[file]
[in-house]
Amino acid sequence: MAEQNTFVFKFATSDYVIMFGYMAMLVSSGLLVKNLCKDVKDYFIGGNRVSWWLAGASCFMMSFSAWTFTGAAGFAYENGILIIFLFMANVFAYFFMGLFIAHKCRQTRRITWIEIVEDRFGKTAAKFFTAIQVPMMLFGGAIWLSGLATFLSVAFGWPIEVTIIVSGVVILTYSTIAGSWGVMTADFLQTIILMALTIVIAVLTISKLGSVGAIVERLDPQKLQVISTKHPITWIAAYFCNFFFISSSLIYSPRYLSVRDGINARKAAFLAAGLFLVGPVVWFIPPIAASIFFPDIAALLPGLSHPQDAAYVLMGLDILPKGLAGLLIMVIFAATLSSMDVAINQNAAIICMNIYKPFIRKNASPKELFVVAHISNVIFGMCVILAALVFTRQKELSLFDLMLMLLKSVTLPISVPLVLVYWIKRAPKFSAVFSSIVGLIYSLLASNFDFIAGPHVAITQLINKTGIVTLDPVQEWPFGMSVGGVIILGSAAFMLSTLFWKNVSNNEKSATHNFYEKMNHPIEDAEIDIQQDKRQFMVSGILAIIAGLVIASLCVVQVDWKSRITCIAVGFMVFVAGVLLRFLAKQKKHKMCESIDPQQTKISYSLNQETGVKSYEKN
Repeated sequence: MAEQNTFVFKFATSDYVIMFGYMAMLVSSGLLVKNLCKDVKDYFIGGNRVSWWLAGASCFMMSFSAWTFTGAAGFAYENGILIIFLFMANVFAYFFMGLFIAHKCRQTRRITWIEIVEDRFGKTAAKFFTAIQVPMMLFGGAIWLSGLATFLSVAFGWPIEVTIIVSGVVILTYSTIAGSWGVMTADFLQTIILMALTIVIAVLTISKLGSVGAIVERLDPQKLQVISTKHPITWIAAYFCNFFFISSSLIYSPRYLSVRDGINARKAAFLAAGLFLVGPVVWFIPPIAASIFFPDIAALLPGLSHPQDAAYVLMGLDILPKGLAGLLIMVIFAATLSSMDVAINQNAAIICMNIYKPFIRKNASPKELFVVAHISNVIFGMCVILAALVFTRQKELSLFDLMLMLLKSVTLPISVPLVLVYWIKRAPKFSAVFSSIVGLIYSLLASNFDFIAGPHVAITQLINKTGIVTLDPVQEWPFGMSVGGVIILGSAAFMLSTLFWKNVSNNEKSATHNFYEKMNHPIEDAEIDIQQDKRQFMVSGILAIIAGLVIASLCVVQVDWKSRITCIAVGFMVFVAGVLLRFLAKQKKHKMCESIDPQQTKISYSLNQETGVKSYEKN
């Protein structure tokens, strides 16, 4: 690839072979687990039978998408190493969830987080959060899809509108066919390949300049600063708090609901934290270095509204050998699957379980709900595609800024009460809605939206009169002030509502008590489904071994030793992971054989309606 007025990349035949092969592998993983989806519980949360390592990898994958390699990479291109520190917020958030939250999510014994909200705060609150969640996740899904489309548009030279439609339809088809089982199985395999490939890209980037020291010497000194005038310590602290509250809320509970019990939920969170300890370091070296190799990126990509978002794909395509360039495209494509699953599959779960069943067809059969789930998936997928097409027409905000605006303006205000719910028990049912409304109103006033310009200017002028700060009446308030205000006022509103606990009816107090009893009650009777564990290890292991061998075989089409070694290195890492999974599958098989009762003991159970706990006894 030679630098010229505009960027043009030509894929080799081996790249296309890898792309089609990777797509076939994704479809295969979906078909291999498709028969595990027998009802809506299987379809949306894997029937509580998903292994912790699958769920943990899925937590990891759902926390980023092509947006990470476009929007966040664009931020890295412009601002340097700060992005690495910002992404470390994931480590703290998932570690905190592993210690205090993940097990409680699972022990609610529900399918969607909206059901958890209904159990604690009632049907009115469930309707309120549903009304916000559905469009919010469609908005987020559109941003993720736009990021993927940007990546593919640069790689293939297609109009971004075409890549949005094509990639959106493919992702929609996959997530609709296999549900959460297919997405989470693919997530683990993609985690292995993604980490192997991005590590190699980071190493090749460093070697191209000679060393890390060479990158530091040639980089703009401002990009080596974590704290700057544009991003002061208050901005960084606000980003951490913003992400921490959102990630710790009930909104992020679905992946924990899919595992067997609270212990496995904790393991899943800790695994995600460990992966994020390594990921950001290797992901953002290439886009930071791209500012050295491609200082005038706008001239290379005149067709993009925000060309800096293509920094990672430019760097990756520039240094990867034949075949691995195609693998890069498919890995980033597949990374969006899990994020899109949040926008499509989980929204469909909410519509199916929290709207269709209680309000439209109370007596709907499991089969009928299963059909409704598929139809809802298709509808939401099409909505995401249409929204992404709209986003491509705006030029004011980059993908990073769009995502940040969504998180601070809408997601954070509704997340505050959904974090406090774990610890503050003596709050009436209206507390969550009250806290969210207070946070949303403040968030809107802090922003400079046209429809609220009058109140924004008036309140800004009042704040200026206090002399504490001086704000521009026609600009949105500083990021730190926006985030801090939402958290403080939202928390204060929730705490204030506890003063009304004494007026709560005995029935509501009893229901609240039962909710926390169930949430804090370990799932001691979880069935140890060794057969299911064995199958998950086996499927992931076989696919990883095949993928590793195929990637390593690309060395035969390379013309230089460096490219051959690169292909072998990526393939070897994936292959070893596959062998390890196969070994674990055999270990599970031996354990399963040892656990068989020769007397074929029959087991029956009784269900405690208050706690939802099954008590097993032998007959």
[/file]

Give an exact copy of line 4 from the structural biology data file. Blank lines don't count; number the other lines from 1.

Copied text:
């Protein structure tokens, strides 16, 4: 690839072979687990039978998408190493969830987080959060899809509108066919390949300049600063708090609901934290270095509204050998699957379980709900595609800024009460809605939206009169002030509502008590489904071994030793992971054989309606 007025990349035949092969592998993983989806519980949360390592990898994958390699990479291109520190917020958030939250999510014994909200705060609150969640996740899904489309548009030279439609339809088809089982199985395999490939890209980037020291010497000194005038310590602290509250809320509970019990939920969170300890370091070296190799990126990509978002794909395509360039495209494509699953599959779960069943067809059969789930998936997928097409027409905000605006303006205000719910028990049912409304109103006033310009200017002028700060009446308030205000006022509103606990009816107090009893009650009777564990290890292991061998075989089409070694290195890492999974599958098989009762003991159970706990006894 030679630098010229505009960027043009030509894929080799081996790249296309890898792309089609990777797509076939994704479809295969979906078909291999498709028969595990027998009802809506299987379809949306894997029937509580998903292994912790699958769920943990899925937590990891759902926390980023092509947006990470476009929007966040664009931020890295412009601002340097700060992005690495910002992404470390994931480590703290998932570690905190592993210690205090993940097990409680699972022990609610529900399918969607909206059901958890209904159990604690009632049907009115469930309707309120549903009304916000559905469009919010469609908005987020559109941003993720736009990021993927940007990546593919640069790689293939297609109009971004075409890549949005094509990639959106493919992702929609996959997530609709296999549900959460297919997405989470693919997530683990993609985690292995993604980490192997991005590590190699980071190493090749460093070697191209000679060393890390060479990158530091040639980089703009401002990009080596974590704290700057544009991003002061208050901005960084606000980003951490913003992400921490959102990630710790009930909104992020679905992946924990899919595992067997609270212990496995904790393991899943800790695994995600460990992966994020390594990921950001290797992901953002290439886009930071791209500012050295491609200082005038706008001239290379005149067709993009925000060309800096293509920094990672430019760097990756520039240094990867034949075949691995195609693998890069498919890995980033597949990374969006899990994020899109949040926008499509989980929204469909909410519509199916929290709207269709209680309000439209109370007596709907499991089969009928299963059909409704598929139809809802298709509808939401099409909505995401249409929204992404709209986003491509705006030029004011980059993908990073769009995502940040969504998180601070809408997601954070509704997340505050959904974090406090774990610890503050003596709050009436209206507390969550009250806290969210207070946070949303403040968030809107802090922003400079046209429809609220009058109140924004008036309140800004009042704040200026206090002399504490001086704000521009026609600009949105500083990021730190926006985030801090939402958290403080939202928390204060929730705490204030506890003063009304004494007026709560005995029935509501009893229901609240039962909710926390169930949430804090370990799932001691979880069935140890060794057969299911064995199958998950086996499927992931076989696919990883095949993928590793195929990637390593690309060395035969390379013309230089460096490219051959690169292909072998990526393939070897994936292959070893596959062998390890196969070994674990055999270990599970031996354990399963040892656990068989020769007397074929029959087991029956009784269900405690208050706690939802099954008590097993032998007959």